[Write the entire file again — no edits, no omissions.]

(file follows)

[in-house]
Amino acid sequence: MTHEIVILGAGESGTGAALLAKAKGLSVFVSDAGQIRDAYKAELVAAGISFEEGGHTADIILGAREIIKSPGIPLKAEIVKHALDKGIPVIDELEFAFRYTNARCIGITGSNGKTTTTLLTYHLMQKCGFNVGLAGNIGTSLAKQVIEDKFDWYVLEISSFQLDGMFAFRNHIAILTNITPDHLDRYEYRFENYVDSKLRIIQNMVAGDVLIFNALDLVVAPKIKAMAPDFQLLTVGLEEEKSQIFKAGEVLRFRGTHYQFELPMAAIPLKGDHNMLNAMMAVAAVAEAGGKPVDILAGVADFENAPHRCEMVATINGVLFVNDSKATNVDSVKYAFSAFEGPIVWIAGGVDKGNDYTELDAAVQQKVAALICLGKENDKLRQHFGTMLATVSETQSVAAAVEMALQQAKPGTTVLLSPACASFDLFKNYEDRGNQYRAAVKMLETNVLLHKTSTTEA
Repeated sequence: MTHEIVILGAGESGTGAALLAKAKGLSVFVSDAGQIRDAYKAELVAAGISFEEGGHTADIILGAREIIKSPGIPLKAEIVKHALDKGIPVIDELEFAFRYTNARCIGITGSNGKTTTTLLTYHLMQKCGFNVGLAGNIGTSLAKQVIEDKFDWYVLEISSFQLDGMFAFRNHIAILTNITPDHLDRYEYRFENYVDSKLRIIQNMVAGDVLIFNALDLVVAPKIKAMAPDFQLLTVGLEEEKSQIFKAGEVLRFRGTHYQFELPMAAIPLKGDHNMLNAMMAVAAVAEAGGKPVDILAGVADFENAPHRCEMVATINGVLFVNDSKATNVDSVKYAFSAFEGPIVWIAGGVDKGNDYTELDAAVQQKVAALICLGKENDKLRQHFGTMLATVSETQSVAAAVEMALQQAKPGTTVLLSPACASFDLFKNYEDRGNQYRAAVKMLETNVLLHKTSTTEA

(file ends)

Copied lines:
[in-house]
Amino acid sequence: MTHEIVILGAGESGTGAALLAKAKGLSVFVSDAGQIRDAYKAELVAAGISFEEGGHTADIILGAREIIKSPGIPLKAEIVKHALDKGIPVIDELEFAFRYTNARCIGITGSNGKTTTTLLTYHLMQKCGFNVGLAGNIGTSLAKQVIEDKFDWYVLEISSFQLDGMFAFRNHIAILTNITPDHLDRYEYRFENYVDSKLRIIQNMVAGDVLIFNALDLVVAPKIKAMAPDFQLLTVGLEEEKSQIFKAGEVLRFRGTHYQFELPMAAIPLKGDHNMLNAMMAVAAVAEAGGKPVDILAGVADFENAPHRCEMVATINGVLFVNDSKATNVDSVKYAFSAFEGPIVWIAGGVDKGNDYTELDAAVQQKVAALICLGKENDKLRQHFGTMLATVSETQSVAAAVEMALQQAKPGTTVLLSPACASFDLFKNYEDRGNQYRAAVKMLETNVLLHKTSTTEA
Repeated sequence: MTHEIVILGAGESGTGAALLAKAKGLSVFVSDAGQIRDAYKAELVAAGISFEEGGHTADIILGAREIIKSPGIPLKAEIVKHALDKGIPVIDELEFAFRYTNARCIGITGSNGKTTTTLLTYHLMQKCGFNVGLAGNIGTSLAKQVIEDKFDWYVLEISSFQLDGMFAFRNHIAILTNITPDHLDRYEYRFENYVDSKLRIIQNMVAGDVLIFNALDLVVAPKIKAMAPDFQLLTVGLEEEKSQIFKAGEVLRFRGTHYQFELPMAAIPLKGDHNMLNAMMAVAAVAEAGGKPVDILAGVADFENAPHRCEMVATINGVLFVNDSKATNVDSVKYAFSAFEGPIVWIAGGVDKGNDYTELDAAVQQKVAALICLGKENDKLRQHFGTMLATVSETQSVAAAVEMALQQAKPGTTVLLSPACASFDLFKNYEDRGNQYRAAVKMLETNVLLHKTSTTEA